Energy and environmental data comes from a number of sources. Resource consumption, supplier information, weather and facility information, utility contract information, efficiency projects and corporate metrics, such as sustainability goals, are all used in reporting and decision making. Some businesses track this data manually, some data sources are easily automated and some are much more difficult to collect.
What data can be collected?
Energy and sustainability data can be collected from a number of different sources including:
- Utility bills
- Onsite meters (water, electricity, gas)
- Facility sub-meters (lighting, HVAC)
- Facility and enterprise software
- Supplier information and ratings
- Employee and occupant surveys
- Efficiency project performance
- Energy cost metrics (price per kilowatt-hour, tariffs)
How is data collected?
Many businesses are not collecting data and when they start, they tend to use a manual process of entering data into a spreadsheet. It is obtained either from paper utility bills or project teams. This method is time intensive and error prone. As companies progress in maturity, a common next step is to implement a software application with automated data collection, which includes more granular data than is available in spreadsheets.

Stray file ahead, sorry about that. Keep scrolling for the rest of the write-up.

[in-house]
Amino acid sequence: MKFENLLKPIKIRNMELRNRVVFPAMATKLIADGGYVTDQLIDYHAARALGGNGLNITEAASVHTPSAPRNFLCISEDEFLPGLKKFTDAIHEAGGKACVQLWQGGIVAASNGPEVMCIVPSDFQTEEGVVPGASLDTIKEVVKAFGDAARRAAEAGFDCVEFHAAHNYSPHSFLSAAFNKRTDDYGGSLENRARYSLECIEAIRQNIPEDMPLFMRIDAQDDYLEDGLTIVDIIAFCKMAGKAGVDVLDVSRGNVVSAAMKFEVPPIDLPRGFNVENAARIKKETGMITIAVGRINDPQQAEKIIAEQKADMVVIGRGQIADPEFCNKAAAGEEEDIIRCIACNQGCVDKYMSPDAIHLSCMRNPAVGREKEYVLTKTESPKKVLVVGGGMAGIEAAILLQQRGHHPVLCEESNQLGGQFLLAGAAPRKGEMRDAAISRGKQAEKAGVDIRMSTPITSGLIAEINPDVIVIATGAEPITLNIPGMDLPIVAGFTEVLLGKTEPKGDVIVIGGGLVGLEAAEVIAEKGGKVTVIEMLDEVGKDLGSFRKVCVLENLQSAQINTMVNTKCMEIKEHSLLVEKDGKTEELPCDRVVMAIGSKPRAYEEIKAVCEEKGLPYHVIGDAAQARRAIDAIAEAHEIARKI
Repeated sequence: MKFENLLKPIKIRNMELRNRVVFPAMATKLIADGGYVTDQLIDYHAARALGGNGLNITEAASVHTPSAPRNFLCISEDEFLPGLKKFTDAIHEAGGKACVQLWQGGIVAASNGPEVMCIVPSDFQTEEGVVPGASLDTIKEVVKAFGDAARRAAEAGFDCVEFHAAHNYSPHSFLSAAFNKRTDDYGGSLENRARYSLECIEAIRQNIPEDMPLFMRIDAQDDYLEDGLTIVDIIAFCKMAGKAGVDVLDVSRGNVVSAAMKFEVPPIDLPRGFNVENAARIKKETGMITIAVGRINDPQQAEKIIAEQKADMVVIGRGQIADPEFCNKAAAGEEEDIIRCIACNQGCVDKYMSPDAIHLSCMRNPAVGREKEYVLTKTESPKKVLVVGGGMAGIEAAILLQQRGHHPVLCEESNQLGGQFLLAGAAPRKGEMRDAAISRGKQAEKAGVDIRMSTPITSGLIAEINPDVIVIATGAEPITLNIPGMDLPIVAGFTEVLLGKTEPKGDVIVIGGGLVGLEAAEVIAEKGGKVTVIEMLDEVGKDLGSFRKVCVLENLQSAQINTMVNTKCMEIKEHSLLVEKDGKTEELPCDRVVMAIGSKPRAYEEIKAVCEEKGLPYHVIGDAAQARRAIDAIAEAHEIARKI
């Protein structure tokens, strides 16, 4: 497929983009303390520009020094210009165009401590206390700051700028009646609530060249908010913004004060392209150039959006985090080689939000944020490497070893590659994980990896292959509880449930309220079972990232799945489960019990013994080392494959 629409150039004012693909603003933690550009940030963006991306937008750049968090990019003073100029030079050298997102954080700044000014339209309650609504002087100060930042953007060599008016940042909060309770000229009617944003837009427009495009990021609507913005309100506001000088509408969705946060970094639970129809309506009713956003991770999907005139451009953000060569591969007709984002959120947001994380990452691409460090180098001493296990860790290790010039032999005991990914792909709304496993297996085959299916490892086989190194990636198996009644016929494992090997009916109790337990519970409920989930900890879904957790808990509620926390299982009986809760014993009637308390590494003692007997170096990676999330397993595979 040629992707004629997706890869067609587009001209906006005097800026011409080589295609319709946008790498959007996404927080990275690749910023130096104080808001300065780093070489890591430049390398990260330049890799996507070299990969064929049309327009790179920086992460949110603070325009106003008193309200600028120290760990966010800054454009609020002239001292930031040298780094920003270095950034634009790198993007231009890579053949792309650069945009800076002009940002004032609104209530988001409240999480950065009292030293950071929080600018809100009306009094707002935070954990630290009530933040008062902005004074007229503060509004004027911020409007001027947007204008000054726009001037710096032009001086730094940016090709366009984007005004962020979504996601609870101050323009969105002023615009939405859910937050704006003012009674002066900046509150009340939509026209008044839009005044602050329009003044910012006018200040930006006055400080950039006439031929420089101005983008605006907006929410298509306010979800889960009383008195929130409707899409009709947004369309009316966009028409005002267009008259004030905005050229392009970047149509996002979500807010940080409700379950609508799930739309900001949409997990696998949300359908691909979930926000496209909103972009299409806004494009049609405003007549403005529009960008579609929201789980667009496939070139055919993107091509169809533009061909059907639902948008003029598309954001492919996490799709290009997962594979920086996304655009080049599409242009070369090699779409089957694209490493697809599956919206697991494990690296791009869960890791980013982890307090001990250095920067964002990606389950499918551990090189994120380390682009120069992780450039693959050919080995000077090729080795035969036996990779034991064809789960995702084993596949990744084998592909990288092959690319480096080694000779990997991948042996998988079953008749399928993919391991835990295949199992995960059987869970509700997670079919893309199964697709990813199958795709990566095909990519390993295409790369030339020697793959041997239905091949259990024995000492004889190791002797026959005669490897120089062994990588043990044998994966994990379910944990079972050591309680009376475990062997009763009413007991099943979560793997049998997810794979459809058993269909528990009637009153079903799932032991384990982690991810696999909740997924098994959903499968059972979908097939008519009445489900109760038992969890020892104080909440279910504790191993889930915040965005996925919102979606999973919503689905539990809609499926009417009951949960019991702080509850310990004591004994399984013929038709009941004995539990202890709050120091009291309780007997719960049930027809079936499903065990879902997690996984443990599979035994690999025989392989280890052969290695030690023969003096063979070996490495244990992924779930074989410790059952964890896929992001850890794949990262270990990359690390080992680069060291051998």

The most advanced enterprises have a system where data is automatically collected at every facility and aggregated in a cloud-based platform for analysis.
How much data is generated?
Consider the following example to illustrate the volume of data produced by a medium size business. This business has two manufacturing plants (under direct management), more than 200 retail locations, and office buildings and logistics hubs. The data collection infrastructure varies from metered facilities with a building management system (BMS) to leased buildings with no access to metered data. At each facility weather information, energy costs and efficiency project information is also collected. How much energy and sustainability data is generated?
In this example more than 100 million data points would be produced in 5 years.
This massive amount of data translates into a requirement for robust storage, redundancy and backups. If this data is located in separate applications or locations, aggregating and analyzing it can difficult to impossible. A scalable cloud-based platform, however, eliminates onsite data storage requirements.
So how does an organization go from spreadsheets to powerful software?
6 steps to an integrated data platform
1. Develop a strategy
Map out how data will be used to support sustainability strategy and energy reduction goals. Agree on what needs to be measured and what data exists, and identify gaps. Define frequency and level of granularity needed (monthly, daily, hourly or 15-minute data). Identify audience and interval for data reporting.
Common pitfall: Just because data exists does not mean it has value. Only collect what is required for metrics that can help keep energy use and costs down.
2. Collect and aggregate
The following data should be collected in the enterprise energy and sustainability data platform: Manually enter project, supplier and financial data. For facilities that do not have interval data, collect data directly from the utility. Connect facility meters or sensor data. If required, import data residing in separate software programs such as BMS, enterprise resource planning and weather data